Reflecting on our recent experience of virtual working with councils, health services, social workers and schools
In their 2008 book Nudge, Thaler and Sunstein dedicate a whole chapter, entitled Objections, to various criticisms of behavioural economics. These ranged from the intellectually piddling ‘thin end of the wedge’ esque right through to the more challenging question of neutrality (how do you ensure someone is not unduly exerting influence).
Republican presidential candidate Ted Cruz should be sat on the behavioural science naughty step this week after his electoral shenanigans in Iowa. Cruz, the eventual winner of the primary, sent leaflets to Iowa residents telling them that a) their neighbours had a better record of turnout than they did and b) that they had better vote to improve their own.
Understandably this has drawn ire from other candidates and the states electoral authorities. It should be interesting to public service folks because of its striking similarity to the Behavioural Insight Unit trial with car tax letters, highlighting timeliness of payment in a resident’s area, and or using images of a vehicle on the letter, amongst other variations.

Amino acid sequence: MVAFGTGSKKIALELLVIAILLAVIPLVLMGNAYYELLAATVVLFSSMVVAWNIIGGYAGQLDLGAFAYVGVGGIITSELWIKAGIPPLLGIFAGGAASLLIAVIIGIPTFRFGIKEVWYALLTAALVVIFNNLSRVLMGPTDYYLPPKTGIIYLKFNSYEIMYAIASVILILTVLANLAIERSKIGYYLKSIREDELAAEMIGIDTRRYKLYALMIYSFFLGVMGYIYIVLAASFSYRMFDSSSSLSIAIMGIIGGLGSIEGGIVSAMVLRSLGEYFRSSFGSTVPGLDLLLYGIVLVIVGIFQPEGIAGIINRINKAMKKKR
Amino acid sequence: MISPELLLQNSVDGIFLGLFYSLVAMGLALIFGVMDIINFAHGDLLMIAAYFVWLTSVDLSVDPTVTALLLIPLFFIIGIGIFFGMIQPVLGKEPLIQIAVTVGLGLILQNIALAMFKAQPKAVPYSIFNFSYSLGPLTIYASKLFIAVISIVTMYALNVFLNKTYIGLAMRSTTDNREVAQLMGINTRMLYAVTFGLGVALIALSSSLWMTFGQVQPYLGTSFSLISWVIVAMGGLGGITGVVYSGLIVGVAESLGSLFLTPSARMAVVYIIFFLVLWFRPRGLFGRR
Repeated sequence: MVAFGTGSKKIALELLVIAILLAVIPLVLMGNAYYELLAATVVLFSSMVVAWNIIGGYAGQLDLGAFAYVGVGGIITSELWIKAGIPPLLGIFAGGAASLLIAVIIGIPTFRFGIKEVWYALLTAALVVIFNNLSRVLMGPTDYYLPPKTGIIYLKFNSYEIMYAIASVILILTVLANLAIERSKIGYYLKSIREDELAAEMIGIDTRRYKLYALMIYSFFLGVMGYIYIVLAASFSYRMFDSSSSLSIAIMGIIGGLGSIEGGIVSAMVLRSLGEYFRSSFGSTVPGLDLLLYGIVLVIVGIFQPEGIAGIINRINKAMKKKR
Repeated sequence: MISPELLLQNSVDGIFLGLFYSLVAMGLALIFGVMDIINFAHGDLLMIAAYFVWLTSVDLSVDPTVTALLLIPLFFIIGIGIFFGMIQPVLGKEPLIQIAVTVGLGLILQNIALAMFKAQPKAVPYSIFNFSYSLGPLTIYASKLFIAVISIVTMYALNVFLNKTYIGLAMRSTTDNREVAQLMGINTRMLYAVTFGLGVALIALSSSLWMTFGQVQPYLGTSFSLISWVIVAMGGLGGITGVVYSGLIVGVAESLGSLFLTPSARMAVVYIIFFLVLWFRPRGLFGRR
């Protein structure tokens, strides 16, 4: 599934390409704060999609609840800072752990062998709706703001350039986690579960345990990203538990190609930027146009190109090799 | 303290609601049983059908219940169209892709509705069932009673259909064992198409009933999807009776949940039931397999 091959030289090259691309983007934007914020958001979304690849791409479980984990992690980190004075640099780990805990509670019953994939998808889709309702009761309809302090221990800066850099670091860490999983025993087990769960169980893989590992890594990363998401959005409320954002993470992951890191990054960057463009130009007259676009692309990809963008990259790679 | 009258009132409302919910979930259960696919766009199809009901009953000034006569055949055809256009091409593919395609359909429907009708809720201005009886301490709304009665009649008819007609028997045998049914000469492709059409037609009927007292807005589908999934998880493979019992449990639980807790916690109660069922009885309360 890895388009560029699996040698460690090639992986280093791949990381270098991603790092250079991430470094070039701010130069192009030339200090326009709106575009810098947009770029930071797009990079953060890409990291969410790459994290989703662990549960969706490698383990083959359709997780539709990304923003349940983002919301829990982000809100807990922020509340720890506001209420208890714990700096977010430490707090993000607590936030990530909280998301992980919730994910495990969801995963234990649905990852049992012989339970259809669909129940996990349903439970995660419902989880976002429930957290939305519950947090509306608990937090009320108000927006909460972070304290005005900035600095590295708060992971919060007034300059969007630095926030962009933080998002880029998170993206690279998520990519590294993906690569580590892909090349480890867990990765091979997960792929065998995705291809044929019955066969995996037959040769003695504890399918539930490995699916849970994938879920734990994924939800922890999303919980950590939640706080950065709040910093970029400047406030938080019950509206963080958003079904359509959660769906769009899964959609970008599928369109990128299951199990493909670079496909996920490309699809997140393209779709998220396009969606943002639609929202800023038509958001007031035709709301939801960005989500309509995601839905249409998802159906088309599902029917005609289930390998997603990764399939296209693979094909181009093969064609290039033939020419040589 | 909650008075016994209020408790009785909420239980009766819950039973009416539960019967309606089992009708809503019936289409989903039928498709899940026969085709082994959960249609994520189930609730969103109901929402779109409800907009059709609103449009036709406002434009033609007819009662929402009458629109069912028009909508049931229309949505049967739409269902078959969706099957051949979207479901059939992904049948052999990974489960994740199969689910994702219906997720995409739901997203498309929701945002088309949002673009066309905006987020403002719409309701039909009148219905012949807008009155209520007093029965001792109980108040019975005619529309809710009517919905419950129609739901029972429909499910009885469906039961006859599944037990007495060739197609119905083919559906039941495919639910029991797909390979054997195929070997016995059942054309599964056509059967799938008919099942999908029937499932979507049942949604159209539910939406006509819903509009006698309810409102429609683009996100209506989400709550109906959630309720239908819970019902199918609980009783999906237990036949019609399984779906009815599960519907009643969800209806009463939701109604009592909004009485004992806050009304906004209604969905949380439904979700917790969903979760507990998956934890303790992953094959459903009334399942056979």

I should be clear the Behavioural Insight Unit’s work was all done with the upmost care and rigour, only using factual information. Cruz on the other hand has been called out for what one commentator referred to as “downright lying”. This scandal from across the pond reminds us that behavioural science should be used with care and skill. Bad behavioural economics indeed.